Find a Career with an Online Supply Chain Management Program

Photo of woman working in a warehouse environment in supply chain management

"Supply chains are everywhere, from the biggest company in the world to running your household. We all have supply chain experience even if we don’t know it."

You may have gotten your start in warehousing, delivery, or manufacturing. If you haven't, you probably know someone who has. Or perhaps you’ve started your own business and realized how much is involved in getting things where they need to be and meeting customer needs. In the last few years, supply chain job listings in areas such as manufacturing, warehousing, and transportation, spanning nearly every industry sector, have spiked. And the opportunities for being your own boss are never better.  

So how can you take the skills you’ve earned and turn them into secure, well-paying, and growing jobs? Consider an online bachelor's, master's, or professional certification program in supply chain management.

What is supply chain management?

Supply chain management positions have a range of skills and often oversee how raw materials evolve into consumer goods, or guide how services are provided to consumers. On the production side, jobs in supply chain management often include the intricate processes of acquiring, moving and storing materials, storing the finished products, and orchestrating and tracking sales to efficiently project and manage future manufacturing, distribution, and sales. On the services side, it focuses on providing timely, effective, and quality service offerings to satisfy customer needs.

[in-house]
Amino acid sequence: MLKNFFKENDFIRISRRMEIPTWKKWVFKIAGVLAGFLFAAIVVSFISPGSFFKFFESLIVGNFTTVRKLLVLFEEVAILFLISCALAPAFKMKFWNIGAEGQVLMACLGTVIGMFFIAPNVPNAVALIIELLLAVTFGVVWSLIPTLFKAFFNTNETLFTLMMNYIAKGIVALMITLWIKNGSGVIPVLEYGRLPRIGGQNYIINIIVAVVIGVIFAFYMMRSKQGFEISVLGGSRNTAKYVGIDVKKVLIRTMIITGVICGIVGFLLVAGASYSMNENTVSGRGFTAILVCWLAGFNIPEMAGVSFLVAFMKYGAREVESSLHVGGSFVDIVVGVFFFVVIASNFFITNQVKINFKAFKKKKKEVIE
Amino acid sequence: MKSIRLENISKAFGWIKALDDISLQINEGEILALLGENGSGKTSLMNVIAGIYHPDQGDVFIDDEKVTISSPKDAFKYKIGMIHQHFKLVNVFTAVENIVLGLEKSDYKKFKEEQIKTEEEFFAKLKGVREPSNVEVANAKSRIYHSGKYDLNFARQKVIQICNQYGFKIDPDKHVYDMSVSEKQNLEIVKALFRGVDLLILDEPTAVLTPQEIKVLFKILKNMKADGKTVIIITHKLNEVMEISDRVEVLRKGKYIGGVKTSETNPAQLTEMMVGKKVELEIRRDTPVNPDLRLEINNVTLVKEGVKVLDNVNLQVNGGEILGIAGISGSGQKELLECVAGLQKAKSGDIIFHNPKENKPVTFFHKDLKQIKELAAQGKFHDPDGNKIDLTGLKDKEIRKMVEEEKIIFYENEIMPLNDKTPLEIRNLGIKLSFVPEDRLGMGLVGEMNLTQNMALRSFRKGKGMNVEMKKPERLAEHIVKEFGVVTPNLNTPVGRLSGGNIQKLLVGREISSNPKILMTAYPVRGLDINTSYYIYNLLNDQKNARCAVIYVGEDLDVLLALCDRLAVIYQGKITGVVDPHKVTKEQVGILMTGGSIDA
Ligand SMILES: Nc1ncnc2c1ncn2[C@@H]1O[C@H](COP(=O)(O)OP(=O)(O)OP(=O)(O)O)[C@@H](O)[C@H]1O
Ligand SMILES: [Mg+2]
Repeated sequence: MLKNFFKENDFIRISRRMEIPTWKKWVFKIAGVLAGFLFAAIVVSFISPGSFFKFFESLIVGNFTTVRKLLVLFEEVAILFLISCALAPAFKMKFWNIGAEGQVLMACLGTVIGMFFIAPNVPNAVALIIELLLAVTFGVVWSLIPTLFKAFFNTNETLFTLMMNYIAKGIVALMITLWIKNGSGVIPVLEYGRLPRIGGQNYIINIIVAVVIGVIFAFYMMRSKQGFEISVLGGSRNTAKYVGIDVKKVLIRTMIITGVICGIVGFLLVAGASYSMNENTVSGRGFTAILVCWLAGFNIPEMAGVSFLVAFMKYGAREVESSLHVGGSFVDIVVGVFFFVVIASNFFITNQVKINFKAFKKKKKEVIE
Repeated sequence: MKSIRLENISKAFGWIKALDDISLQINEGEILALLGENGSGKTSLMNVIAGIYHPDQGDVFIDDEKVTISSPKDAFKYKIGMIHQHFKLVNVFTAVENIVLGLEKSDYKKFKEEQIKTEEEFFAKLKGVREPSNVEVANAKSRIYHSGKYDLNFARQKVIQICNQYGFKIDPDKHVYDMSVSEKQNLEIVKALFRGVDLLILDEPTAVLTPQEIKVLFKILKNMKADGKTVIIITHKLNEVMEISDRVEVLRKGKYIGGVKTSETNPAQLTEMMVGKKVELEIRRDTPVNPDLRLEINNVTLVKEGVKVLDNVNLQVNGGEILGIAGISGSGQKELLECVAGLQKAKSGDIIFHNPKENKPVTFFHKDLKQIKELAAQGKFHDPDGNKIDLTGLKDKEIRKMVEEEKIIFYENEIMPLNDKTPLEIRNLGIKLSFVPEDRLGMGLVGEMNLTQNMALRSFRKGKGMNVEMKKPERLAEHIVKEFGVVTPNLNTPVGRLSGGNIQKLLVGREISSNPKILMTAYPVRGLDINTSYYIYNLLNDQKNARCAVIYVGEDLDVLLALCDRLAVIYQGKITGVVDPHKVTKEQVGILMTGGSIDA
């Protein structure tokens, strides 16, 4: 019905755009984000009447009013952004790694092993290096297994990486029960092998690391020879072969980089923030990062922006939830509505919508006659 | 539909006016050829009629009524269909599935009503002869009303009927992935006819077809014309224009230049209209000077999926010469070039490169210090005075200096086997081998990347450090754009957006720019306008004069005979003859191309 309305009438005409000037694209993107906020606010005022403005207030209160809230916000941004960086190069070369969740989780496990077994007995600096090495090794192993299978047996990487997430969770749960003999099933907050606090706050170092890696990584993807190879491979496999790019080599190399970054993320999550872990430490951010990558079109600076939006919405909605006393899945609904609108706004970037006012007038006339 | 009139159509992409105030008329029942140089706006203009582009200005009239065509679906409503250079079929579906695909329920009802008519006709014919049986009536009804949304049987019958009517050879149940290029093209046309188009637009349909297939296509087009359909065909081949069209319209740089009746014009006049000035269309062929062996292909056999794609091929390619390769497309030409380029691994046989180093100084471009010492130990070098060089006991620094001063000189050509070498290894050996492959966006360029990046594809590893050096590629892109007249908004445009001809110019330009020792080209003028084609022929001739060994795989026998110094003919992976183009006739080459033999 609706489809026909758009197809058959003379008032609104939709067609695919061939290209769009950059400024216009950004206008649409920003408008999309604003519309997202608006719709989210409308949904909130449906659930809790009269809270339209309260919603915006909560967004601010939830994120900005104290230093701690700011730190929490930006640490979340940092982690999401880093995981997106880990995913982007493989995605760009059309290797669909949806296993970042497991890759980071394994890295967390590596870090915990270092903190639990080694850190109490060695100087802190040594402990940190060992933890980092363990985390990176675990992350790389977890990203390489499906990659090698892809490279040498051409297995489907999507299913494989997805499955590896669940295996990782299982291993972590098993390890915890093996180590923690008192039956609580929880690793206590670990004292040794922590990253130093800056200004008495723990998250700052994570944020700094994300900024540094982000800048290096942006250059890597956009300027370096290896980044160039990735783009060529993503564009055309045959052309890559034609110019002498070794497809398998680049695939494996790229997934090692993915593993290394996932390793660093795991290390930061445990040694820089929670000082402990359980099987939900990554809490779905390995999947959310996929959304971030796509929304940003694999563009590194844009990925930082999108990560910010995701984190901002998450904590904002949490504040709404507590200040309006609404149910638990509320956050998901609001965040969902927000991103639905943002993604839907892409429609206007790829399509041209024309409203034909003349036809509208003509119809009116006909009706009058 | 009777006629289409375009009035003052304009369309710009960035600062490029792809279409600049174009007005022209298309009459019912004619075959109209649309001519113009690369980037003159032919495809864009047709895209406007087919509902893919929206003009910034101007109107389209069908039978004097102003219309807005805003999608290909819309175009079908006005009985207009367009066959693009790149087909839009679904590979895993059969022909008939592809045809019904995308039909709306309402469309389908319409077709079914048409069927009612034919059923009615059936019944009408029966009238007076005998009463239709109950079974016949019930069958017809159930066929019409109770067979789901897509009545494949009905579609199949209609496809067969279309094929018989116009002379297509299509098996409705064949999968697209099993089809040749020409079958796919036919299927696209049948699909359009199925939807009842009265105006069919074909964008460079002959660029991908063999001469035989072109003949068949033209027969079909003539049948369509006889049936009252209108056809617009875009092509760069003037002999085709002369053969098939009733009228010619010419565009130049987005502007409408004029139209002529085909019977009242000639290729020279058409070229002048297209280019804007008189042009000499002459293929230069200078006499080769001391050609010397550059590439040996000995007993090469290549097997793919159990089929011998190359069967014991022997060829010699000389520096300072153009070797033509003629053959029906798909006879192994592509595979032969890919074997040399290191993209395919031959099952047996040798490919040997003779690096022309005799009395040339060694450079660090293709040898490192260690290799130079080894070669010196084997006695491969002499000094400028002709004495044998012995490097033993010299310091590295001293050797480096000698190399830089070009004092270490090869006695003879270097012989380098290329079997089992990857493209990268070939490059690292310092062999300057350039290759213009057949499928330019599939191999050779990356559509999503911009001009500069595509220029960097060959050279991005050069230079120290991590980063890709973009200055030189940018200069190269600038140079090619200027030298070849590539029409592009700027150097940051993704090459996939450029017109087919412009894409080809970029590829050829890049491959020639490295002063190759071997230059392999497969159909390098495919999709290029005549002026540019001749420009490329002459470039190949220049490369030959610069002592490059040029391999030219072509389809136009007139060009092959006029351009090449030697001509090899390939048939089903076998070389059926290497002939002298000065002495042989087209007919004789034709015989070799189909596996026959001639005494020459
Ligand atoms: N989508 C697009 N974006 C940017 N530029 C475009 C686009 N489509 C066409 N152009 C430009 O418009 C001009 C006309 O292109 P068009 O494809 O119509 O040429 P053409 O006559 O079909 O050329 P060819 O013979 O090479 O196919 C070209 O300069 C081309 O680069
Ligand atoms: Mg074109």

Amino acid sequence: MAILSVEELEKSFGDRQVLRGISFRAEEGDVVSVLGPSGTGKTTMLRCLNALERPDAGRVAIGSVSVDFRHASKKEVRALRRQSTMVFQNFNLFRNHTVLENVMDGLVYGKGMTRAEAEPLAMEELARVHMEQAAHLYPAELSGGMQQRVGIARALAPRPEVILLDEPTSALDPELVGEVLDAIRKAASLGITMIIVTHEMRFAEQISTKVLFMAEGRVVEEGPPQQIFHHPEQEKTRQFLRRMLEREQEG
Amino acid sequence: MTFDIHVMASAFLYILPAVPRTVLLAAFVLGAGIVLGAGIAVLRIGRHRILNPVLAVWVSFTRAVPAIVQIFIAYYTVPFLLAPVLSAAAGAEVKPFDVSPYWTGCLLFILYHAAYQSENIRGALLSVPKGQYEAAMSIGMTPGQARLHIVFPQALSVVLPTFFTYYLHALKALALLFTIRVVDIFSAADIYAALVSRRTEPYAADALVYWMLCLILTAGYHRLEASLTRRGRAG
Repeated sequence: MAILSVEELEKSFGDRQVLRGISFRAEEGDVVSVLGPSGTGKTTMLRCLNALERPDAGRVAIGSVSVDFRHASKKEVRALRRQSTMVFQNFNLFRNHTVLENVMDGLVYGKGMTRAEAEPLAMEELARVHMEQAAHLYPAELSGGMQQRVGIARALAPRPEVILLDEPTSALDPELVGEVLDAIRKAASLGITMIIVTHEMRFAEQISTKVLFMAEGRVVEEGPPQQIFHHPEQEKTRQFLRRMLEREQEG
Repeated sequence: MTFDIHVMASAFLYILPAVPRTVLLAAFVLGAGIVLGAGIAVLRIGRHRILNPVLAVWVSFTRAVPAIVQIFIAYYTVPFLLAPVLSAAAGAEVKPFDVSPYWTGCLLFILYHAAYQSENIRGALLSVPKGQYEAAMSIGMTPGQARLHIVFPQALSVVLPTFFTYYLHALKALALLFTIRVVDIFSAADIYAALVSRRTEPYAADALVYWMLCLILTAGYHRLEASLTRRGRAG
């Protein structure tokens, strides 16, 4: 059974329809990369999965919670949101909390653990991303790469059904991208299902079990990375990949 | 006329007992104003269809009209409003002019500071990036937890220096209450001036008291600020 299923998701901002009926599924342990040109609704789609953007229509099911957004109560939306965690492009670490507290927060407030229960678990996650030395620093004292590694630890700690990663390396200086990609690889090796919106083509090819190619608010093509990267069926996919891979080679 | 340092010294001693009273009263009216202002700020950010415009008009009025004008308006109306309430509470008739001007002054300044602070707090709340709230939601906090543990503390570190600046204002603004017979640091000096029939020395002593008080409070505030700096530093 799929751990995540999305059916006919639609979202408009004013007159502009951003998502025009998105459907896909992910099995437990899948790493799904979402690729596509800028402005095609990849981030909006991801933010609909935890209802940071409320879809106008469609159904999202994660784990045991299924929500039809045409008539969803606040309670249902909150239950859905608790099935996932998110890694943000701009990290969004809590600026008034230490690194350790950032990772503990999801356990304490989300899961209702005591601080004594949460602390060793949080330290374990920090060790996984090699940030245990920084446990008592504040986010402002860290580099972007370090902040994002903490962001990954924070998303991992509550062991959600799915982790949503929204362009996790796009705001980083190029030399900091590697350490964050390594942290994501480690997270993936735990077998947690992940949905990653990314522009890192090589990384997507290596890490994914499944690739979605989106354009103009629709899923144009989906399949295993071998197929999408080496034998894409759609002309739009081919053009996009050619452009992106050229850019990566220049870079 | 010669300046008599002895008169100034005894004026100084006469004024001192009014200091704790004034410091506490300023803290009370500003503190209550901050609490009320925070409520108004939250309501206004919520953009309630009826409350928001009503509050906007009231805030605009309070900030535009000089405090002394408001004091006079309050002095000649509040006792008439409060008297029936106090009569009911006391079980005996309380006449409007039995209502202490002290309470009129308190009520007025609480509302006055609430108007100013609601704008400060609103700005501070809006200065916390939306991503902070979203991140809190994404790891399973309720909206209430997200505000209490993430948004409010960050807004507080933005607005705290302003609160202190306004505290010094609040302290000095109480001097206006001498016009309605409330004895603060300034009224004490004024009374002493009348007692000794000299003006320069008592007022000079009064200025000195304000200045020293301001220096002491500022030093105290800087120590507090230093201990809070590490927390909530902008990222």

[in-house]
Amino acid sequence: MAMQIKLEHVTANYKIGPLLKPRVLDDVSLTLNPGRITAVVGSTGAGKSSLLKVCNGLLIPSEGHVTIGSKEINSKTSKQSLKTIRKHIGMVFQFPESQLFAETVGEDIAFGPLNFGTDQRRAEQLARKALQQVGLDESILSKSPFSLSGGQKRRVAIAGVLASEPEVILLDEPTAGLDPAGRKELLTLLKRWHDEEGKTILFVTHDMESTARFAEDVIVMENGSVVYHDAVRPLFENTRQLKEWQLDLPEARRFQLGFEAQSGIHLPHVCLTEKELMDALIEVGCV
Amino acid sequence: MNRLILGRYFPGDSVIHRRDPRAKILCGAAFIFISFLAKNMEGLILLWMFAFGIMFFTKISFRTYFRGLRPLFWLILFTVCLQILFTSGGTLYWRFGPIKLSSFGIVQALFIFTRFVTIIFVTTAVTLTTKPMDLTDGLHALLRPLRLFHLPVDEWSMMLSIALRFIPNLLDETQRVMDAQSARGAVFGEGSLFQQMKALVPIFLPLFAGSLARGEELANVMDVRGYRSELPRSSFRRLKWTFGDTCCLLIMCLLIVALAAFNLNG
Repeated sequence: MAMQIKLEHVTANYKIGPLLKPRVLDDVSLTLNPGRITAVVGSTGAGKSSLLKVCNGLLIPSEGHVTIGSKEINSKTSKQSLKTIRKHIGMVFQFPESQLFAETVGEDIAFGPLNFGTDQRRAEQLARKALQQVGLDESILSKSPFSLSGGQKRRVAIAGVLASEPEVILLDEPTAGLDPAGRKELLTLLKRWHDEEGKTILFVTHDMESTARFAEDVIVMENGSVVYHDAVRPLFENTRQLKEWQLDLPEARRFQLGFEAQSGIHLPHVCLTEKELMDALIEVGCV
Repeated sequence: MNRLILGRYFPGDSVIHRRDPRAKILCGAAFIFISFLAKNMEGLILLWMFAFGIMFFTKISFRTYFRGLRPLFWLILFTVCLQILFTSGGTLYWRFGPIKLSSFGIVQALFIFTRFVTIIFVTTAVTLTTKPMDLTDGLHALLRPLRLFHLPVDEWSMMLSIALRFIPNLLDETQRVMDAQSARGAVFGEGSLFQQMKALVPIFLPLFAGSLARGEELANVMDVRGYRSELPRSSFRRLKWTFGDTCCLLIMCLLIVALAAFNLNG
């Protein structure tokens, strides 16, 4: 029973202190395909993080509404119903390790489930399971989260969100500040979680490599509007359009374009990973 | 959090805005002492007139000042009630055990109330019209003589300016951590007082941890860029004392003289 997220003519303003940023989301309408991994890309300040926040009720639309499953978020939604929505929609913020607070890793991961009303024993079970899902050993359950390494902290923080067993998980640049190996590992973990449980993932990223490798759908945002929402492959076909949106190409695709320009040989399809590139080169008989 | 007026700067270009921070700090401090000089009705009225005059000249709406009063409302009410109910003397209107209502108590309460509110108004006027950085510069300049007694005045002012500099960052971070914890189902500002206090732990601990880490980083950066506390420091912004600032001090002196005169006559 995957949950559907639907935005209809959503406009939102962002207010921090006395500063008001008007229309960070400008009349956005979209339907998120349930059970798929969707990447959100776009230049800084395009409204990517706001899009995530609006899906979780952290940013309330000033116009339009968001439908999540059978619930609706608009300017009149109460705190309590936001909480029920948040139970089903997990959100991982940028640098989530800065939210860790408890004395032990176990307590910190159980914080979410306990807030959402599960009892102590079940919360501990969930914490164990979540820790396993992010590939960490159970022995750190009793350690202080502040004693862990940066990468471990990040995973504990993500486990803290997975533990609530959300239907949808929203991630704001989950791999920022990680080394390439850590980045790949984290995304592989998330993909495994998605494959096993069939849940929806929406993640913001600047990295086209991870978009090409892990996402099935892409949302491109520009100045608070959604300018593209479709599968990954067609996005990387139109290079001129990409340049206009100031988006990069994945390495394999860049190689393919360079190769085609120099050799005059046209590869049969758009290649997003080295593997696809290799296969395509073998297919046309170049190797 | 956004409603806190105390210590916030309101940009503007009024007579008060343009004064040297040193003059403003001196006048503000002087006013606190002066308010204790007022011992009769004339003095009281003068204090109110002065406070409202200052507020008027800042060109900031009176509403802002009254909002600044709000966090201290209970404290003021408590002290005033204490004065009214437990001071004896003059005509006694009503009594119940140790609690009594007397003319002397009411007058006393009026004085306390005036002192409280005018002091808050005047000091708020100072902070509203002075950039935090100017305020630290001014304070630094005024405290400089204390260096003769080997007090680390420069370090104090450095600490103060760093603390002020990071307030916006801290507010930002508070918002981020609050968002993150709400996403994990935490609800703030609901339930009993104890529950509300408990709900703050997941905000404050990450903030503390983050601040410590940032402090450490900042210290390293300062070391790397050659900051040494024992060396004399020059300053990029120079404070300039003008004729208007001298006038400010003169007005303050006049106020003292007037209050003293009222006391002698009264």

Supply chain management is a critical part of nearly every industry, from consumer goods to the automotive industry, from health care to pharmaceuticals, and beyond. Almost every major employer in the U.S. needs well-trained supply chain professionals, and thousands are actively looking.

Why should I work in supply chain management?

You may be uniquely qualified. According to a U.S. News article, logistics may be perfect for people with a military background. Coordinating the efficient movement of both people and materials, as well as problem solving and communication, are all military specialties. If you are currently serving or have served in the military, you probably already have the fundamental knowledge needed to get a job in supply chain management.

Besides the organic growth of online retail and manufacturing in a post-pandemic world, supply chain optimization is a priority for the current presidential administration. The world saw major supply chain disruptions across almost all industries due to the COVID-19 pandemic, and President Biden’s 2021 executive order requested a review of America's supply chains. This likely means that there will be a major focus on more efficient manufacturing and supply chain operations in the future.

However, you don't need military training to excel in supply chain-connected industries. Hiring managers in the supply chain industry look for the following skills: 

  • Ability to prioritize, plan, & organize